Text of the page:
Minimize rolling resistance. Total alignment sets all wheels parallel. This works with proper inflation to minimize rolling resistance and improve operating efficiency, which helps reduce fuel consumption.
When it is time to get your truck aligned, many terms are used to describe the process. At times, this may be confusing. Here are most of the terms, separated into three major categories, which you will need to know to be a part of the conversation:
Drag link - A tube or rod used for interconnection between the pitman arm and tie rod assemblies.
King pin - A pin used to attach a spindle to an axle.
Tie rod - The outer most assemblies on the steering linkage.
Cross tube assembly - Two tie rods and a tube which transfer the turning effort to the opposite site of the vehicle.
Degree - A unit of measure to describe an angle.
Caster - The forward or rearward tilt of the steering axis.
Centerline steering - A centered steering wheel while the vehicle is traveling a straight ahead course.
Offset - The lateral displacement of a wheel or axle in respect to the center line.
Toe - The comparison of a horizontal line drawn through both wheels of the same axle.
Tandem scrub angle - The angle formed by the intersection of horizontal lines drawn. through each rear axle when total toe and the offset is zero.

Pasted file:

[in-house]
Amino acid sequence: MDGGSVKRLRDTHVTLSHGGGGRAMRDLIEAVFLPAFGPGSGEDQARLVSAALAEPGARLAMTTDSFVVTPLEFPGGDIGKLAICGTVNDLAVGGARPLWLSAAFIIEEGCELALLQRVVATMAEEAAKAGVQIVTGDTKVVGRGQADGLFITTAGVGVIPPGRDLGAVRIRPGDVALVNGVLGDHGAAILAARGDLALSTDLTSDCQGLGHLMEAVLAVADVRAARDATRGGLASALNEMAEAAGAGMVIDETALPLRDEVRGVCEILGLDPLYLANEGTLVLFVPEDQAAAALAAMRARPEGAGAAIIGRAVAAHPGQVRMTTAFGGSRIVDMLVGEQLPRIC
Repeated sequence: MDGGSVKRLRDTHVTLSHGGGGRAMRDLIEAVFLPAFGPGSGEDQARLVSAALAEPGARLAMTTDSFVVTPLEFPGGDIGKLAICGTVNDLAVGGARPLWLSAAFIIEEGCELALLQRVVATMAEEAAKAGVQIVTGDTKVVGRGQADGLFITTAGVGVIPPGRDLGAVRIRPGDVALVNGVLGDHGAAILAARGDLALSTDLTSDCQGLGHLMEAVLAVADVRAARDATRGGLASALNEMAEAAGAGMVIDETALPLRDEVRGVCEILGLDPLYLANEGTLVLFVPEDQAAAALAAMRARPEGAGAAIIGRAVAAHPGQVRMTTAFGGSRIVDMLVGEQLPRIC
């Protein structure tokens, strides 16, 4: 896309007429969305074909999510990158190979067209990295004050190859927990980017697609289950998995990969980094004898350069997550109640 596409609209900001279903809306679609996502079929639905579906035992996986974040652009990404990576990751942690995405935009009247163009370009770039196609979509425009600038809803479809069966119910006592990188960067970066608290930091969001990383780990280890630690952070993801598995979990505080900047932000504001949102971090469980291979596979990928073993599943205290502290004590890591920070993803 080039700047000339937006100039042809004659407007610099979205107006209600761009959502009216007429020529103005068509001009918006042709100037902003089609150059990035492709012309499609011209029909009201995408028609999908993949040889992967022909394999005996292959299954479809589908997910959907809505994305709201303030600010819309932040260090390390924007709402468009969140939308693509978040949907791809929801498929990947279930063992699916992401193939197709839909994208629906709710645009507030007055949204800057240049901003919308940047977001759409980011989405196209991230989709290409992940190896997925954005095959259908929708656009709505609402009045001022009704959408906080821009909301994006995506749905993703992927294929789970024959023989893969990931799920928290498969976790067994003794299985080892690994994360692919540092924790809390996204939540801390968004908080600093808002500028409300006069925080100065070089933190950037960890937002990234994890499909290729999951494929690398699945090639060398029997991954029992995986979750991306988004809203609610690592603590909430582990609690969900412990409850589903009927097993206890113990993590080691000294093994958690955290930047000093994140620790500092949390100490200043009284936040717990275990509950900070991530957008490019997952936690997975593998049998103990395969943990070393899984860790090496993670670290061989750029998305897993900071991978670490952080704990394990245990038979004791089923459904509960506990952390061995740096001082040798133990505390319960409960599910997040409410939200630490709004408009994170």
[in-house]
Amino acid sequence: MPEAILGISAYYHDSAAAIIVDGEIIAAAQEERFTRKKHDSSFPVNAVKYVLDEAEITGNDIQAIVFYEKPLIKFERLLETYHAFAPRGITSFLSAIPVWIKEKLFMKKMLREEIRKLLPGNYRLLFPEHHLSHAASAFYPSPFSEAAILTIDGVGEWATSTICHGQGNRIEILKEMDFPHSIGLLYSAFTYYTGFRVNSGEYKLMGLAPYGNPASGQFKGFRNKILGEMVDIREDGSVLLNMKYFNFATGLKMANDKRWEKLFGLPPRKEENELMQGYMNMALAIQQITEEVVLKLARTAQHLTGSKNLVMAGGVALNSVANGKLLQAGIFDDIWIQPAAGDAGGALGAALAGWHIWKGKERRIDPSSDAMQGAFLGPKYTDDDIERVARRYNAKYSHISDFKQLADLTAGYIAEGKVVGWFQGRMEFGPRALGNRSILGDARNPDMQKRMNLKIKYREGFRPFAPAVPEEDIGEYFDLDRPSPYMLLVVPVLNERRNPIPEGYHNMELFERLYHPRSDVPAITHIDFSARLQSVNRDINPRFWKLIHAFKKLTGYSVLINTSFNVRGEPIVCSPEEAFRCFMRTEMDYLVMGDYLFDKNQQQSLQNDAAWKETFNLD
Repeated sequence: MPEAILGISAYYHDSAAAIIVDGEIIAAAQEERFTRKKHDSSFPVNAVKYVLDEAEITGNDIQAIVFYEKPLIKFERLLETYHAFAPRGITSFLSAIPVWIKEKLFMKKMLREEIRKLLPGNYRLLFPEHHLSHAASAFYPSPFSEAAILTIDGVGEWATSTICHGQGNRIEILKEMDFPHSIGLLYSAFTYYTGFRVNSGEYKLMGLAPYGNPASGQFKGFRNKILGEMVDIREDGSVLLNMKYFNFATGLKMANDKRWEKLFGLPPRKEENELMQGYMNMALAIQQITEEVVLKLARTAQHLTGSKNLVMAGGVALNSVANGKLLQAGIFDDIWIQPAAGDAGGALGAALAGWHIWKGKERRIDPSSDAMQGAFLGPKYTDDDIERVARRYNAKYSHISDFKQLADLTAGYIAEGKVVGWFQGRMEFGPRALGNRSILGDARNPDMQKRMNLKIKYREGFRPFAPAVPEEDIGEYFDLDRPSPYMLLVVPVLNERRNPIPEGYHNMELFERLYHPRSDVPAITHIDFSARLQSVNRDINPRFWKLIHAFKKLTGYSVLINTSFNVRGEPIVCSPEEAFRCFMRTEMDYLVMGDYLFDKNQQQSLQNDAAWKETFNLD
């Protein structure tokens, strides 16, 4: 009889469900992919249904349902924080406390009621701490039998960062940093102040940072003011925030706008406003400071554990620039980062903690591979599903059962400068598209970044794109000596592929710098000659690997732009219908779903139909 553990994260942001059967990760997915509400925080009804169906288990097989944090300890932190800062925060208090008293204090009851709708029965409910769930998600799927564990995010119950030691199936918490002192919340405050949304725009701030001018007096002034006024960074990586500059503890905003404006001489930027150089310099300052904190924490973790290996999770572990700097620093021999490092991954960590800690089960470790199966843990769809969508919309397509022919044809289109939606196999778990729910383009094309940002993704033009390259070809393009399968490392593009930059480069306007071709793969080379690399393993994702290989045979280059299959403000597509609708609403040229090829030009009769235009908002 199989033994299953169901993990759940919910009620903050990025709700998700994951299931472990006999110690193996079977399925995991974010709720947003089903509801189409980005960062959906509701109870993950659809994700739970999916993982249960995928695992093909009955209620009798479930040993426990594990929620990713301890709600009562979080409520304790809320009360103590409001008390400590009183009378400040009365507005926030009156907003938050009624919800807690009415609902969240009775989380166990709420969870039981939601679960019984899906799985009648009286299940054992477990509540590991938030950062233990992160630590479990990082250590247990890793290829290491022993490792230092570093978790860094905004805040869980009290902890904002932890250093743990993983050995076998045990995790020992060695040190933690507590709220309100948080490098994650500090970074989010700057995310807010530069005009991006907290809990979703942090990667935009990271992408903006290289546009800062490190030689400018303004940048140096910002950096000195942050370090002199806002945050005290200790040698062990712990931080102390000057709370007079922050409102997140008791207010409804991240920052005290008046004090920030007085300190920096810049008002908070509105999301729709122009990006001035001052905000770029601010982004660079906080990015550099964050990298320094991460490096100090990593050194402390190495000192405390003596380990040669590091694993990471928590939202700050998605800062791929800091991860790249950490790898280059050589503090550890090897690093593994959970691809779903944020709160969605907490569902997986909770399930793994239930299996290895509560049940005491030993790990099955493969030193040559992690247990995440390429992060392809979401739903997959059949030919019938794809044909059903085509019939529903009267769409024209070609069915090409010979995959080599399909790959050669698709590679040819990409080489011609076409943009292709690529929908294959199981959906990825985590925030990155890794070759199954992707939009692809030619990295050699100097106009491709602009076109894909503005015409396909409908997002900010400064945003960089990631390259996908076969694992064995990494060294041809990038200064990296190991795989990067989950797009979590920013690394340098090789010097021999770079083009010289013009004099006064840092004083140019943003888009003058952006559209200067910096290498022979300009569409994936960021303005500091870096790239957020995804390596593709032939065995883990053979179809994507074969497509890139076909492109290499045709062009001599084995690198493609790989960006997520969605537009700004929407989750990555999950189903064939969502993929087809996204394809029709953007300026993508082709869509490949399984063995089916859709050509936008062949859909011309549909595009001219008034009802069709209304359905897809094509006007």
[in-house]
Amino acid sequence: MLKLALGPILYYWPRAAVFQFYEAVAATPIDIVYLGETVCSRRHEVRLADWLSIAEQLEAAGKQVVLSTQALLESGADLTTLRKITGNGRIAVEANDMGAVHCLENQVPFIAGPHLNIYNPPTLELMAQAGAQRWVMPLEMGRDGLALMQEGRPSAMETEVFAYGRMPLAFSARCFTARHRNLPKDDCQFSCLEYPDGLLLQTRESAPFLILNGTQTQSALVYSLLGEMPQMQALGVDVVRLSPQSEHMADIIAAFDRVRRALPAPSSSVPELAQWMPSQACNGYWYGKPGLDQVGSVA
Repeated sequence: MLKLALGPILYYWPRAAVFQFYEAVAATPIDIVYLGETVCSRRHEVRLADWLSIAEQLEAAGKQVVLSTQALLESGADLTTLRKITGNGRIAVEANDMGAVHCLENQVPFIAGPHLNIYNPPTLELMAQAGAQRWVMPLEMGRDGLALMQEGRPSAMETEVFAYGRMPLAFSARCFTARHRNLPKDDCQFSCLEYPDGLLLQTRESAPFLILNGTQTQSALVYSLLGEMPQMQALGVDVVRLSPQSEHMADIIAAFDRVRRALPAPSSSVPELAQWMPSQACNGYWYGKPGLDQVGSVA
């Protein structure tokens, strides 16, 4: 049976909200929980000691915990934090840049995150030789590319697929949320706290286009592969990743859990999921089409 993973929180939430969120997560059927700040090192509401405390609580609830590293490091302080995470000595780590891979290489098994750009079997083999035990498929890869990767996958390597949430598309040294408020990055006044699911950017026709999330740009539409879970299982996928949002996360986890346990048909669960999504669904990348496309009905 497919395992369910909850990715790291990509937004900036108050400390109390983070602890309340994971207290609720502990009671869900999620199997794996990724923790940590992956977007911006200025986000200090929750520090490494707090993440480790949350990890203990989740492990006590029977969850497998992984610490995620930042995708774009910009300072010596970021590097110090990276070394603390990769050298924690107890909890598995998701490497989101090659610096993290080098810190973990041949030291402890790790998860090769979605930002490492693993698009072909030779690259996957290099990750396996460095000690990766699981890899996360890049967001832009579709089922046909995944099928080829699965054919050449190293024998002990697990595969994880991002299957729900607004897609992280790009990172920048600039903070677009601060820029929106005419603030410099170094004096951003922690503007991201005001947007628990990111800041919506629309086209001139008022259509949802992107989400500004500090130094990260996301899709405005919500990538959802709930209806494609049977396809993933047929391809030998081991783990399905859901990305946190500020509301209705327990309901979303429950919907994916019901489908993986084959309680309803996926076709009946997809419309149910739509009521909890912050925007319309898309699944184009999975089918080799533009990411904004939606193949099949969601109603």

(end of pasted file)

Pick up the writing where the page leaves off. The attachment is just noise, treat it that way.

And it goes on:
Thrust angle - The angle formed by thrust line and geometric centerline.
Thrust line - A bisector of rear total toe.
Symptoms of improper alignment:
Pull - The tendency for a vehicle to steer away from its directed course.
Lead - A slight tendency for a vehicle to move away from its directed course.
Vibration - To consistently oscillate at a specific frequency.
Waddle - The lateral movement of a vehicle, usually caused by some type of tire or wheel imperfection.
Wander - The tendency of a vehicle to drift to either side of its directed course.
Routine wheel alignment is the most effective way to control tire costs and fuel costs. Yet, wheel alignment is commonly addressed after costly damage has been done to the vehicle.
As you establish and update your alignment schedule, it is recommended that two or three alignments per year or every 50,000 to 60,000 miles be performed as a part of your preventative maintenance program.
Jerry Bodkins, an ASE Master Certified Technician for the past 10 years, is a technical trainer with TravelCenters of America/Petro. His training responsibilities include, helping technicians prepare for their ASE Master certifications, especially in the areas of electrical systems, brakes and air conditioning. Bodkins has represented TA/Petro at a TMCSuperTech, the National Technician Skills Competition, and was a winner at the event’s Tires and Wheel Skills Station. TA/Petro is the largest full-service travel center network in North America. TA Truck Service and Petro Lube currently have a combined total of 224 locations across the country, all open seven days a week and staffed with ASE certified technicians.